Just a little over one year later, and I’m finally in the double digits. And back in Franconia Notch-adjacent to get them!
Today, Lucy and I hiked North and South Kinsman mountains from the west side, the Mt. Kinsman trailhead along route 116 just across the town line in Easton, NH. The Mt. Kinsman trail is a 3.7-mile hike to reach the Kinsman Ridge trail, and offers relatively easy footing with a steady climb for about the first 1/3, then gets progressively more rocky in the middle, with some steep, ledgy climbs at the top.
Along the way, there are three primary stream crossings, the second of which includes a gorgeous waterfall spilling from mossy boulders to the left of the trail. There are also numerous smaller water crossings that mainly look like drainage, and may be nonexistent in drier years. Since we’ve had an extremely wet spring, and plenty of rain yesterday, the trail was quite wet throughout, and frequently muddy (sometimes avoidable, sometimes not).
From the junction with the Kinsman Ridge trail, it’s a .4 mile climb with some steep, ledgy sections to reach North Kinsman summit. There’s a stellar overlook of Franconia Notch from a ledge a short hike on a spur trail off to the left just beyond the summit.
Continuing another .9 miles along the Kinsman Ridge trail, and descending steeply down and then back up, gets you to the summit of South Kinsman, marked with a large cairn and offering even more spectacular views.
I did take a wee little spill on the way back down from North Kinsman – and that was decidedly UNspectacular. No exciting injury to report, just a scratched-up knee. At the top of a steep section, but on a flat-ish spot, my foot slipped a tiny bit on a rock or root or something. I tried to regain my footing, but just the tiny bit of momentum was enough for me to end up on my knees, and the weight of my backpack combined with that tiny bit of momentum had the rest of my body falling forward and to the right at the same time. My knees landed on pine needles and some twigs, and I ended up on my side with my upper right arm and shoulder on a soft bed of pine needles and moss. Kind of like I was just laying down to take a nap or something. It felt quite comical. My arm and shoulder were perfectly fine, but covered with dirt. My knee also appeared fine, but dirty, initially – until I saw some blood. Not exciting, gushing blood. More like the equivalent of a shaving nick. I climbed down the ledge, cleaned the wound with a bit of water, dried it off as best I could with my bandana, and attempted (unsuccessfully) to get a couple of band-aids to stick. I ended up tying my spare bandana around my knee.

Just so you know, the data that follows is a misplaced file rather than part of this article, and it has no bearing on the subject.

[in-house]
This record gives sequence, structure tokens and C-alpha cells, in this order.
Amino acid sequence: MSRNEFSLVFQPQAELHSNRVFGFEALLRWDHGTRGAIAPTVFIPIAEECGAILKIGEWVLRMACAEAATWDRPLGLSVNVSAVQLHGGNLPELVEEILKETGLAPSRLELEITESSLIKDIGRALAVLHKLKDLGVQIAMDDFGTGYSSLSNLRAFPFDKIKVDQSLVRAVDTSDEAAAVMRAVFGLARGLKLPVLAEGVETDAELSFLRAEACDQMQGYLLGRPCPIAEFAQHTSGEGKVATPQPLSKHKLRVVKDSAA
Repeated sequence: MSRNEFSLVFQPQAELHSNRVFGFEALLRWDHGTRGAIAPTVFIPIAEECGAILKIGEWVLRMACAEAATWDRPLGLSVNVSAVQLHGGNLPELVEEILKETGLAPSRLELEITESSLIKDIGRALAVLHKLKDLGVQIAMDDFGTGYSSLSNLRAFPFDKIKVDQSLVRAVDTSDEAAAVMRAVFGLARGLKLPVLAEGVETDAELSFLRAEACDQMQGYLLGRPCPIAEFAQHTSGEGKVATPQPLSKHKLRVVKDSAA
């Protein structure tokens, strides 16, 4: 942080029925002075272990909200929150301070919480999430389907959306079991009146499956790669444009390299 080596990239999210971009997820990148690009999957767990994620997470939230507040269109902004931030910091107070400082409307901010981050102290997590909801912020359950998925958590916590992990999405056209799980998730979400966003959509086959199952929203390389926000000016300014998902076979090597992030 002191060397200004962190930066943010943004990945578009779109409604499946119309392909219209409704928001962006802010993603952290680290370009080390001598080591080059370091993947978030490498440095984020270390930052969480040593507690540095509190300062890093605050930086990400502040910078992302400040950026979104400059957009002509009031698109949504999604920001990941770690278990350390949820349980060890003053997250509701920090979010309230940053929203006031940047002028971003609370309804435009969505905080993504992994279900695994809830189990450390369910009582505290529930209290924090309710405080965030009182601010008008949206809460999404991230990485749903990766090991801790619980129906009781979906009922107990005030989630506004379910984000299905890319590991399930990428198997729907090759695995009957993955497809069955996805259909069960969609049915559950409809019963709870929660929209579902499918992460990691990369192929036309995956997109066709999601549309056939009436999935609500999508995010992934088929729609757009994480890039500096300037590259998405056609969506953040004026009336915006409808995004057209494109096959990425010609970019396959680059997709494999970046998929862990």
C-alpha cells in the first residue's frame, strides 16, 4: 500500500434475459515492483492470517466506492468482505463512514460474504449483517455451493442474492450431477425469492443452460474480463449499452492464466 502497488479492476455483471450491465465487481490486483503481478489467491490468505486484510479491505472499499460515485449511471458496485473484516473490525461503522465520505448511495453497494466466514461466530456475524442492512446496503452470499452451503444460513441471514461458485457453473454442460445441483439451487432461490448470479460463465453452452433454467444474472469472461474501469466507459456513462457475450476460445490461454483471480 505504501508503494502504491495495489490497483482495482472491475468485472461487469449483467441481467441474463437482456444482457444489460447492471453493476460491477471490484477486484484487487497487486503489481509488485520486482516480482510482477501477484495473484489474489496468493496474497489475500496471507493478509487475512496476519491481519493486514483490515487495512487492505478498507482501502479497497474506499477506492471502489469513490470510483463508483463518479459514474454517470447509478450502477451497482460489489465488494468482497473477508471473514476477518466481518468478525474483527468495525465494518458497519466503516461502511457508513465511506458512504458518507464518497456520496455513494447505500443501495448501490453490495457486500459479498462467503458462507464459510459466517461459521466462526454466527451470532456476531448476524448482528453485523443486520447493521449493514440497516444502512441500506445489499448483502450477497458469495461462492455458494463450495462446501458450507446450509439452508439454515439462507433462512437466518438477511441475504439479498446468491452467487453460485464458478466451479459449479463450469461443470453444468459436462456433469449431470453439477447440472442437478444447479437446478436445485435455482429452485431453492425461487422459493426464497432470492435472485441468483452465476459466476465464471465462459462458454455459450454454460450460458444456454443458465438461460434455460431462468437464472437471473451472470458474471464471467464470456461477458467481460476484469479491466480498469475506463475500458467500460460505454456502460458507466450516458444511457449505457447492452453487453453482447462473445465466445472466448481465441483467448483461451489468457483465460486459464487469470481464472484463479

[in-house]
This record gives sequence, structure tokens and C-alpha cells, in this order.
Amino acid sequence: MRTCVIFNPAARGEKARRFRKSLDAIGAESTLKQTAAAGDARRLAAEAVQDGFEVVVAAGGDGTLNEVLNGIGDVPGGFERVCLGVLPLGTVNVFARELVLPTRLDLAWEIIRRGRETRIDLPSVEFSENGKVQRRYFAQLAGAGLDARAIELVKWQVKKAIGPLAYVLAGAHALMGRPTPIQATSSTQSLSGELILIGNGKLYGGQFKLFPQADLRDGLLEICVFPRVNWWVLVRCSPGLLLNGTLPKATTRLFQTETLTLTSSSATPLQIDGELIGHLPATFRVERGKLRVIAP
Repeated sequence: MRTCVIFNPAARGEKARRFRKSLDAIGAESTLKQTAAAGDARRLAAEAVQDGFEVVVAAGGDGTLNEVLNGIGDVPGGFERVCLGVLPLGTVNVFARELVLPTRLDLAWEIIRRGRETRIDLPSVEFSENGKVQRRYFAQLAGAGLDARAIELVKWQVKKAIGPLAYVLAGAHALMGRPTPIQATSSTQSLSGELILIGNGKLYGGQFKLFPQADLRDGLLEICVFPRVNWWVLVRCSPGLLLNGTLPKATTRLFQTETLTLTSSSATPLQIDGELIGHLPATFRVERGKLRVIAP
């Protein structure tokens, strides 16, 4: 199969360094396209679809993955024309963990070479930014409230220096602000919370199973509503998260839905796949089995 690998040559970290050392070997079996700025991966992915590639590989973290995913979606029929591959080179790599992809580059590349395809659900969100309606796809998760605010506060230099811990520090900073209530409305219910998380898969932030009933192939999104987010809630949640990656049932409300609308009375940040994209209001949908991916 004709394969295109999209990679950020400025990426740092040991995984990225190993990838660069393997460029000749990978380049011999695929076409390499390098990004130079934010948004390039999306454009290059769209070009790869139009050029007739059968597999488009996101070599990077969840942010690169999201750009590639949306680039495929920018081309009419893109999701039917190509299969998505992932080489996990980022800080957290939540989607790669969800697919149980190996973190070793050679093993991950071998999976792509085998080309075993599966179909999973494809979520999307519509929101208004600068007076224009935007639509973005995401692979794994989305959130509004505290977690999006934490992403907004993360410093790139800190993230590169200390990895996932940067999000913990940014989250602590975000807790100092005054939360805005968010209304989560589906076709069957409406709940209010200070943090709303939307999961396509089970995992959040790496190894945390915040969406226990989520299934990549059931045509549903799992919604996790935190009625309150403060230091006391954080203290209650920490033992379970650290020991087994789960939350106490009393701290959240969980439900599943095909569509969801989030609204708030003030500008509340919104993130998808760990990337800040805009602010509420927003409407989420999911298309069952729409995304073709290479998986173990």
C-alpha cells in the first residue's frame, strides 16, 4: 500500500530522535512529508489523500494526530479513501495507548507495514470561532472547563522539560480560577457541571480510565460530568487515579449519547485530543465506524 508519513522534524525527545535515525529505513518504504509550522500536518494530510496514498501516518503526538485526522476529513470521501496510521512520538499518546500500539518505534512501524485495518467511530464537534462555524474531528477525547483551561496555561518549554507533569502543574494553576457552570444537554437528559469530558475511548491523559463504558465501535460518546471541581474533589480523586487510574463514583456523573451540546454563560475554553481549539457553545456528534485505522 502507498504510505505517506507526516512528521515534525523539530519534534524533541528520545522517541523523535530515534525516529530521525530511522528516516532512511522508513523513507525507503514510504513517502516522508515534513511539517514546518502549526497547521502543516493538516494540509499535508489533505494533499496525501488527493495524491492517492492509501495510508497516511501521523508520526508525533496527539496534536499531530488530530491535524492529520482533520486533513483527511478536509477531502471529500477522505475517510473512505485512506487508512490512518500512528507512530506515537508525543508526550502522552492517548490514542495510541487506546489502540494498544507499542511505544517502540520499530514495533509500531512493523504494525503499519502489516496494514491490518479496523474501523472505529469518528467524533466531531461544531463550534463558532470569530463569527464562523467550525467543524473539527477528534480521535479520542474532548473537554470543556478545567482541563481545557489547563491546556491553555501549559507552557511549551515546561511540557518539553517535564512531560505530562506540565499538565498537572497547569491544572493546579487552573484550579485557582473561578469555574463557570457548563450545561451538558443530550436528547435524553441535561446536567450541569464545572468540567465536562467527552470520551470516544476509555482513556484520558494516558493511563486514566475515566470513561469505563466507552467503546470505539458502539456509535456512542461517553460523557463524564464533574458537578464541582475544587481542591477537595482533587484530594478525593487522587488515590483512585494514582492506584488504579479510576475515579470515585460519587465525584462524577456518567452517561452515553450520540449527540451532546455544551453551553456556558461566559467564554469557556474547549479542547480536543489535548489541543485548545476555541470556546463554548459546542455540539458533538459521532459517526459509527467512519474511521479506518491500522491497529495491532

If you’re reading the trail descriptions in the 4000-Footers of the White Mountains book, there appears to be some erroneous information in the directions to the Mt. Kinsman trailhead. Coming from the north on Route 116, we actually passed both the Kinsman Lodge and Tamarack Tennis Camps before reaching the trailhead on the left (it’s just past Tamarack Tennis Camps sign by maybe 100 yards or so). A White Mountain National Forest sign for Kinsman Trail (parallel to the road) marks the entrance. Also, there is a parking lot off-road – the stone pillars, which are set back from the road several yards, no longer had a chain between them. If you turn onto this dirt road, follow it back several yards past the stone pillars, and follow the bend to the right, you’ll see a small parking lot right there. It did fill up by the time we left, though, and there were several more cars parked along the road with us. (It is possible, however, that the dirt road to the parking lot is closed in winter.)